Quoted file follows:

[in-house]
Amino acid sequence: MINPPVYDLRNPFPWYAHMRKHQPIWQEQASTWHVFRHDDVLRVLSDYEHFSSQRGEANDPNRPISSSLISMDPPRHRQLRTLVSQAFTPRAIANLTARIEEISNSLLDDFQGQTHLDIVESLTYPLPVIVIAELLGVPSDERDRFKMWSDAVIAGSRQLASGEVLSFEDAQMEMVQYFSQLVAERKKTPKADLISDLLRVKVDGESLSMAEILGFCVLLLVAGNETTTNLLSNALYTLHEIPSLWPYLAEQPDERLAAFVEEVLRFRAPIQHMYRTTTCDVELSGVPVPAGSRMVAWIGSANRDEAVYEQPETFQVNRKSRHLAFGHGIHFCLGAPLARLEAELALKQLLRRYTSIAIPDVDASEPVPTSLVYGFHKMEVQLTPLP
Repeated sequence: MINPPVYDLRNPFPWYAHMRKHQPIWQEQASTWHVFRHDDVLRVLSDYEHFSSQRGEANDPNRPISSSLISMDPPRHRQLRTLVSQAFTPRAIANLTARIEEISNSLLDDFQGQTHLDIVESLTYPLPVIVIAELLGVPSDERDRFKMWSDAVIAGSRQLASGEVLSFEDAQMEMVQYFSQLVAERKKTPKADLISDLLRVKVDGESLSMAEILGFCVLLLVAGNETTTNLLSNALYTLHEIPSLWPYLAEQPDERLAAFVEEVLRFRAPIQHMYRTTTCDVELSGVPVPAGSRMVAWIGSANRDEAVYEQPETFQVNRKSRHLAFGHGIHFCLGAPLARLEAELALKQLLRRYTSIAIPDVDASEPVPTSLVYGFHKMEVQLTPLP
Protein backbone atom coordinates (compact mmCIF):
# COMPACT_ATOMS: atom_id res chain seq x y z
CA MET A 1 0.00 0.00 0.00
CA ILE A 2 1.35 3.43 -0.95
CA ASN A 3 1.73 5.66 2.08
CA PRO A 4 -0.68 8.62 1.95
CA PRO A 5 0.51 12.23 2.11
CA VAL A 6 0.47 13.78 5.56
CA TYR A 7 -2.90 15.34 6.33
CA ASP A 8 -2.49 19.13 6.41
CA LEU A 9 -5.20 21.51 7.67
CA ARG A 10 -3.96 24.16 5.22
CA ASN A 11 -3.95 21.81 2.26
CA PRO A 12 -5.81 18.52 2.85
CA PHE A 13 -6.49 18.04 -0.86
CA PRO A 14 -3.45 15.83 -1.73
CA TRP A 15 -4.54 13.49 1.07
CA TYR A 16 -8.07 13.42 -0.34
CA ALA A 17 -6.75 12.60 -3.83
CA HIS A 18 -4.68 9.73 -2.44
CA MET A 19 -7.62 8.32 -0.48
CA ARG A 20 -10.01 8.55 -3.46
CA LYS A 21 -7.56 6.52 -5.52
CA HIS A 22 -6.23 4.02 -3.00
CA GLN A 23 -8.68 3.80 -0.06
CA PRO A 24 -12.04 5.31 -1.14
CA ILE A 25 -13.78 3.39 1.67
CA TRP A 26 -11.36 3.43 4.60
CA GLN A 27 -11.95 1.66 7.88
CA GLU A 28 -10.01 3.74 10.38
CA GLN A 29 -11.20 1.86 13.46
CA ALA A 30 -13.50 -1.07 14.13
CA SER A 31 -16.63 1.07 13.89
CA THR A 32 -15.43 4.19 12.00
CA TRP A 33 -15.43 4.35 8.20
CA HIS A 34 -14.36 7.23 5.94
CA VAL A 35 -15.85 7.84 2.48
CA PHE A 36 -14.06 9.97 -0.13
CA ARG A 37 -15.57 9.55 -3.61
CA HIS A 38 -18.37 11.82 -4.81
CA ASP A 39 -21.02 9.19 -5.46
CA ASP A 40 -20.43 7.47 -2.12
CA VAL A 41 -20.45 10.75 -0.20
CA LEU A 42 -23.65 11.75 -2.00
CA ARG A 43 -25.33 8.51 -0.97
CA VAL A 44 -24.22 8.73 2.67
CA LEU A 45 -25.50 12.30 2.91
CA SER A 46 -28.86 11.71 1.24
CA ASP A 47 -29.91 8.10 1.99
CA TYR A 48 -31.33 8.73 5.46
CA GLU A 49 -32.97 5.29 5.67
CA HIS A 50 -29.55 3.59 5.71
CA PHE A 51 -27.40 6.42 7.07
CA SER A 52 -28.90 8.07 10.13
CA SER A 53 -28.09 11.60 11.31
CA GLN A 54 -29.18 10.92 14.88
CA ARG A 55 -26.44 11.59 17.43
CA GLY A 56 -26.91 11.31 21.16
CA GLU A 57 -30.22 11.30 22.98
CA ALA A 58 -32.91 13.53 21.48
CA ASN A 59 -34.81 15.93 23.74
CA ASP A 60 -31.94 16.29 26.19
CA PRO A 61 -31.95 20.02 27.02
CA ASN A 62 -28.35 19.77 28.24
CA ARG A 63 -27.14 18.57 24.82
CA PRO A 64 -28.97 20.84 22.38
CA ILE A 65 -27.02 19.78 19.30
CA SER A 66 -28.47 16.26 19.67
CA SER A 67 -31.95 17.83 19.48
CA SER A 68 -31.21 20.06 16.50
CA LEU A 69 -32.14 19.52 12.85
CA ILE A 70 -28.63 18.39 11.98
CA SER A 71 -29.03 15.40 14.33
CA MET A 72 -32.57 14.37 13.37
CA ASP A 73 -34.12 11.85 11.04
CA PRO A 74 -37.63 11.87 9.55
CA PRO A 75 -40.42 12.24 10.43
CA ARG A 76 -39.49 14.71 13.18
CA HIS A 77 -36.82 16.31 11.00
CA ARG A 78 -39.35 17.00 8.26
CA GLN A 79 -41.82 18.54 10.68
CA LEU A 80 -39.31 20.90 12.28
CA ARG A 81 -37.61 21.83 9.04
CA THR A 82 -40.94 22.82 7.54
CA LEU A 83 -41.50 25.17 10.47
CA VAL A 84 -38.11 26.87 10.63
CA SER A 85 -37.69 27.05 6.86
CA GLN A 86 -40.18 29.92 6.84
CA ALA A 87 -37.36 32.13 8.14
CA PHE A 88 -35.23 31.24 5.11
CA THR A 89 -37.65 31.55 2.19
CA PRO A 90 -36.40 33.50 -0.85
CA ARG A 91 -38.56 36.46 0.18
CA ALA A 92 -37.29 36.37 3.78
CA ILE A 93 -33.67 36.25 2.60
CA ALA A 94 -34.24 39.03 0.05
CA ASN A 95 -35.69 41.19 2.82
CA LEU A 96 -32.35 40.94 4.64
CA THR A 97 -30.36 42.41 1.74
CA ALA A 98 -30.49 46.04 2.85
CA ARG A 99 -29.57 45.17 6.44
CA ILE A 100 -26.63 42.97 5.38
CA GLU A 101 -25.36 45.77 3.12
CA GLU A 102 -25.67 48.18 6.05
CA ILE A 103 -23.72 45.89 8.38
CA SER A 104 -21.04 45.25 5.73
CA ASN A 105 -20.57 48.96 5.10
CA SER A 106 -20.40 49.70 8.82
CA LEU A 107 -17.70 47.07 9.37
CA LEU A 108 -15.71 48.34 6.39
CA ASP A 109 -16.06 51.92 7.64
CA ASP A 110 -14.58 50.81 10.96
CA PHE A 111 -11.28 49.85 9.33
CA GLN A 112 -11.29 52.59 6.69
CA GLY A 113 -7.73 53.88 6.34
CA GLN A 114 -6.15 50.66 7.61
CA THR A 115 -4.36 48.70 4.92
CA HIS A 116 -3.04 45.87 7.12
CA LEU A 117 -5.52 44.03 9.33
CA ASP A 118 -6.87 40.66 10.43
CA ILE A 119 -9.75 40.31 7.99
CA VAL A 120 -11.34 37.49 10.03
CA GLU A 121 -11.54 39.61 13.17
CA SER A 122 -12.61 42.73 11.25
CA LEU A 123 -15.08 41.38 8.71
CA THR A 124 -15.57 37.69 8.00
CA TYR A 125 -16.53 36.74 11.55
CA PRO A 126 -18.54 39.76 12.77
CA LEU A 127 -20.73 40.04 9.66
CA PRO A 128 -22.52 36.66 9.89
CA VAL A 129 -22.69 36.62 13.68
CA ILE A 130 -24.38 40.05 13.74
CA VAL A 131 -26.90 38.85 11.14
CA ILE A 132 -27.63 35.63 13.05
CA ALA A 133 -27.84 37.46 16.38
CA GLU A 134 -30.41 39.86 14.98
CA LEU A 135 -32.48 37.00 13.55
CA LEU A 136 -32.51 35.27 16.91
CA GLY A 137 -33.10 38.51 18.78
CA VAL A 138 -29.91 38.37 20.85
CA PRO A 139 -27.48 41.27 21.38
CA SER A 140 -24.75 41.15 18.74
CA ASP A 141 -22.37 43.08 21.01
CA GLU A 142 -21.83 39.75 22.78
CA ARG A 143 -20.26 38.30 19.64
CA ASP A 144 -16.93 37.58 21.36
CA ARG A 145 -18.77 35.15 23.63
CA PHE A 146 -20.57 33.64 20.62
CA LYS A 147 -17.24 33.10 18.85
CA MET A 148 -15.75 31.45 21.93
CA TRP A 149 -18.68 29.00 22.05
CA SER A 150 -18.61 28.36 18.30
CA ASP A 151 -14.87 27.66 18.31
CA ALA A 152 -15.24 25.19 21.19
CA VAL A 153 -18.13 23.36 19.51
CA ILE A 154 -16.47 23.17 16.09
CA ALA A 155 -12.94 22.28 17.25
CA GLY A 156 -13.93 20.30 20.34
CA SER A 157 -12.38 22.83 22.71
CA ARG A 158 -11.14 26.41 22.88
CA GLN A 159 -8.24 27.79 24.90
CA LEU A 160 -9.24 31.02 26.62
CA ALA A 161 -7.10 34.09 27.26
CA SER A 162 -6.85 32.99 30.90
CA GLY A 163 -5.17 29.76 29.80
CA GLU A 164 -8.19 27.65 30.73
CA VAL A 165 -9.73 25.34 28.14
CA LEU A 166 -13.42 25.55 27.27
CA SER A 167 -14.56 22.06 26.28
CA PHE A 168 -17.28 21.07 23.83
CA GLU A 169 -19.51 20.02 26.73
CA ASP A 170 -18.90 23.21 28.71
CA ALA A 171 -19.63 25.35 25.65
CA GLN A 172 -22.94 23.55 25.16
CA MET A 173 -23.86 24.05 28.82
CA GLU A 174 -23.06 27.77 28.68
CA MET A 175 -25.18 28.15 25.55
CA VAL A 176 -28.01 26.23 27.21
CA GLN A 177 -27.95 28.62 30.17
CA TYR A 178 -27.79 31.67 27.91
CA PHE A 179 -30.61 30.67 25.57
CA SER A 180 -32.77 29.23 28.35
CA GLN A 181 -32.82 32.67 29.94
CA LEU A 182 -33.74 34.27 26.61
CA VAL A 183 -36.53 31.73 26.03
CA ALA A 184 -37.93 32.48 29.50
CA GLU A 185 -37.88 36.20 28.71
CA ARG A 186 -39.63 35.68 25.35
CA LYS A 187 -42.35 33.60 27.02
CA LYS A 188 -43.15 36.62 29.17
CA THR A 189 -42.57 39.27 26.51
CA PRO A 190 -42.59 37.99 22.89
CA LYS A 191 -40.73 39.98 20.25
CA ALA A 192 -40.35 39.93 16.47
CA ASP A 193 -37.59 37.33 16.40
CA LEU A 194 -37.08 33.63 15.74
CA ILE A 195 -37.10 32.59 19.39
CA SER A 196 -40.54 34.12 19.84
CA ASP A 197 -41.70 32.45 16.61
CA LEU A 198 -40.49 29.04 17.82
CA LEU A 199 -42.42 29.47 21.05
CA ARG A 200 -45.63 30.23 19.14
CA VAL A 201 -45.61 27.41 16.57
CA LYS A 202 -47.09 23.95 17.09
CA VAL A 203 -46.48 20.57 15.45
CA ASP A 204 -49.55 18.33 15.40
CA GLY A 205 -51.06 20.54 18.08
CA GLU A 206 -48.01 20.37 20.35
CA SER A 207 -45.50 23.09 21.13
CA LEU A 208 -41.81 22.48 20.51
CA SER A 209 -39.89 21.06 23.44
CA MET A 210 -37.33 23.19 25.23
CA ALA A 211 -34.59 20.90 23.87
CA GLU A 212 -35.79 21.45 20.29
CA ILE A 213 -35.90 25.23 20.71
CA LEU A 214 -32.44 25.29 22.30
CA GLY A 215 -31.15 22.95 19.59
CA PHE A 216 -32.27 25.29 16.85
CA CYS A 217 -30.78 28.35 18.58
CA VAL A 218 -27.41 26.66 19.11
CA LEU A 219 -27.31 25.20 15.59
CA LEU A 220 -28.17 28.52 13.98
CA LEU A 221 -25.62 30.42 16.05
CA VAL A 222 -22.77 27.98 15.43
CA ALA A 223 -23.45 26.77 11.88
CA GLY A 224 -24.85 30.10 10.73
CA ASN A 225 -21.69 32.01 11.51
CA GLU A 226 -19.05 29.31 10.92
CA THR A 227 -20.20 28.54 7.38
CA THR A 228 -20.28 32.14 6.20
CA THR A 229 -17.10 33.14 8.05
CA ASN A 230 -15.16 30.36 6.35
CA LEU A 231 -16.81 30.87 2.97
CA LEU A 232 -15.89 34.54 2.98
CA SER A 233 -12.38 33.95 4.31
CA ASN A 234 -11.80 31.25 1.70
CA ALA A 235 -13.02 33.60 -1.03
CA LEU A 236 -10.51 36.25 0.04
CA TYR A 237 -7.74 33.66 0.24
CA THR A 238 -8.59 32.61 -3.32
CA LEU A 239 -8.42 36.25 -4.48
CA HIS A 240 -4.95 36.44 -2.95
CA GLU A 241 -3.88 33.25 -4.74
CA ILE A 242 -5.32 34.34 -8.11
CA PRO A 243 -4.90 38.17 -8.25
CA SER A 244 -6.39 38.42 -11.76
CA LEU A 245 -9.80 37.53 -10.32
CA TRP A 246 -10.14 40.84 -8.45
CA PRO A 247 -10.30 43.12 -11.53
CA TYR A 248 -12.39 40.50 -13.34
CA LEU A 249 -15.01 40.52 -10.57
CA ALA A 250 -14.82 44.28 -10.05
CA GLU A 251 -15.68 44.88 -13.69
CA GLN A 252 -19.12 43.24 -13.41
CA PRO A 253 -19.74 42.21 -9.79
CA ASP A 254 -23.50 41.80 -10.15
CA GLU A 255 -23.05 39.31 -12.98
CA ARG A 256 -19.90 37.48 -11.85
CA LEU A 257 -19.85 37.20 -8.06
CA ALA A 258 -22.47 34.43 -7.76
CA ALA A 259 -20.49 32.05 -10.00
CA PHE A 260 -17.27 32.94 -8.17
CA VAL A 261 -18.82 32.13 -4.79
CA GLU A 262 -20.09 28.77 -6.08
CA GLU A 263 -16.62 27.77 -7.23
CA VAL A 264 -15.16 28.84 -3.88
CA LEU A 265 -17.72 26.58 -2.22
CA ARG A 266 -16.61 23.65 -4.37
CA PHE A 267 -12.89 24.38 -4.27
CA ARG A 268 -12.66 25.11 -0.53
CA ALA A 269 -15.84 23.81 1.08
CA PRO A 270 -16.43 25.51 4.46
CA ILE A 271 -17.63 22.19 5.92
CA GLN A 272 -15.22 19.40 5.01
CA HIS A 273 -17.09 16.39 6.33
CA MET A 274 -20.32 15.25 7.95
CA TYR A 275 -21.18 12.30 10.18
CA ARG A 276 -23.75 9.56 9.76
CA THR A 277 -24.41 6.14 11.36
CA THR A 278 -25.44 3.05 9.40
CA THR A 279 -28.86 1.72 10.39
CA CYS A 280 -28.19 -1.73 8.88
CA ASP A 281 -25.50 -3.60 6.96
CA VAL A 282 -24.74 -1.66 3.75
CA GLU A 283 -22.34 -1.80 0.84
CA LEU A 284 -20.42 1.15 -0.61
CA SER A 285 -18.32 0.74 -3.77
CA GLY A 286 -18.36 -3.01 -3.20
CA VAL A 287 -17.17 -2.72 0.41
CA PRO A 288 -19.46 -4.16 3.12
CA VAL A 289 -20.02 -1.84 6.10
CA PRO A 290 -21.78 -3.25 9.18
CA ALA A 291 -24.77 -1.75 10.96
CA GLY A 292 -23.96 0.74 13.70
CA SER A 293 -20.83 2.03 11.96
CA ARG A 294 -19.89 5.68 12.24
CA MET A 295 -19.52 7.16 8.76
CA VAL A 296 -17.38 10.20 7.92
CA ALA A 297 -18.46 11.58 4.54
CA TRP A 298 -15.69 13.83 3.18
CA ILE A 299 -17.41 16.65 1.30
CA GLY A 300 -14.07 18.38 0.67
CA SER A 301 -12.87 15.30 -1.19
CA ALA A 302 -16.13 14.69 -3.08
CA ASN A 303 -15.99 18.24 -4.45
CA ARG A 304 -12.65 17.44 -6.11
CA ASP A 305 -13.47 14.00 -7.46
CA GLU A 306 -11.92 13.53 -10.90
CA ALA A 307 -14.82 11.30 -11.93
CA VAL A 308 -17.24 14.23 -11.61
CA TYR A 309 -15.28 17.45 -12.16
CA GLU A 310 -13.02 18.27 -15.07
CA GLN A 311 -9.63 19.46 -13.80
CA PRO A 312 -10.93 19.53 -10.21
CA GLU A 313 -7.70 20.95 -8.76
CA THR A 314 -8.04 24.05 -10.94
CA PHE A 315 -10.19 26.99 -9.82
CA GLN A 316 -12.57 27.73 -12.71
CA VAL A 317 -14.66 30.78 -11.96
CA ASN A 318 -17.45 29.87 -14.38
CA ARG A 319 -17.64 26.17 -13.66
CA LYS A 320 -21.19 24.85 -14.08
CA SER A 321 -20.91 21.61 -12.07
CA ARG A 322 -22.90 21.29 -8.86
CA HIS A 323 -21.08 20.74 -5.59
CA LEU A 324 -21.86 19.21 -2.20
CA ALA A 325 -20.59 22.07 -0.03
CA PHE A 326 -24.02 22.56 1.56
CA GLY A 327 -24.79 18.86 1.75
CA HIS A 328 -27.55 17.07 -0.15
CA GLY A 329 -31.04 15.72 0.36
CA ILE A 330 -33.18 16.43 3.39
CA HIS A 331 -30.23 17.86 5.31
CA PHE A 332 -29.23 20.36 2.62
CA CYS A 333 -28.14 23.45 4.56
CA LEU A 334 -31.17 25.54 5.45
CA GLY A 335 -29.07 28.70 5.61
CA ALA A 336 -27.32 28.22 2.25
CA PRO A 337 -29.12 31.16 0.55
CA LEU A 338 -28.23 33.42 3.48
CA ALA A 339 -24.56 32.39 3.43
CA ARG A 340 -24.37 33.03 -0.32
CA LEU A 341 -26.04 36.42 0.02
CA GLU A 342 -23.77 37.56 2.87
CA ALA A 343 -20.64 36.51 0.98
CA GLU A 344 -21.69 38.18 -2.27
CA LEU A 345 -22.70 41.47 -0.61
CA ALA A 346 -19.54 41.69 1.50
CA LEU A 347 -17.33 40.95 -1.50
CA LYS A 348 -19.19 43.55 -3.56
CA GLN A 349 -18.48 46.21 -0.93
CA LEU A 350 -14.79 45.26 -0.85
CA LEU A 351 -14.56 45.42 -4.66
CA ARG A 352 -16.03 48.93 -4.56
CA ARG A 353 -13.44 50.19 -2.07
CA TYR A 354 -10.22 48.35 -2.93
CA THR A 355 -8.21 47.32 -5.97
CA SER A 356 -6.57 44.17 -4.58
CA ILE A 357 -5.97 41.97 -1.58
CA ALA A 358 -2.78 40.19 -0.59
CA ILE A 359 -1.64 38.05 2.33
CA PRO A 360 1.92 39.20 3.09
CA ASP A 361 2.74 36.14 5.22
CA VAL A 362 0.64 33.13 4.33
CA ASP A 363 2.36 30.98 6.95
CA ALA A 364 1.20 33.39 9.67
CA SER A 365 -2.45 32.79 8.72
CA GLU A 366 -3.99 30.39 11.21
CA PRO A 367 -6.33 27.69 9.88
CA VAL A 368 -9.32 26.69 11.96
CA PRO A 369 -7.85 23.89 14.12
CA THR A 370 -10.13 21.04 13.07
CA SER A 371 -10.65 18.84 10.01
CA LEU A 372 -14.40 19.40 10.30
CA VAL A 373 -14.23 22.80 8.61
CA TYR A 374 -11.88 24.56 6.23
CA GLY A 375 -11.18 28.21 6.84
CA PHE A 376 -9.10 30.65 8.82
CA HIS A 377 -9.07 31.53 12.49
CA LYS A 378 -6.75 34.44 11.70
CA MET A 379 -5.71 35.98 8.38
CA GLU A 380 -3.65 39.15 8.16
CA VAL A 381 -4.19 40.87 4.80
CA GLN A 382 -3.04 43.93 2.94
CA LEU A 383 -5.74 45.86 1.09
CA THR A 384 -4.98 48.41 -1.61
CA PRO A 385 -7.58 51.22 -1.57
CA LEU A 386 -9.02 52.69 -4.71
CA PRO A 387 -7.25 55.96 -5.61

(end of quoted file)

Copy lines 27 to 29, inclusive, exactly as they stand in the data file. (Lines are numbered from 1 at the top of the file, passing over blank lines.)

CA HIS A 22 -6.23 4.02 -3.00
CA GLN A 23 -8.68 3.80 -0.06
CA PRO A 24 -12.04 5.31 -1.14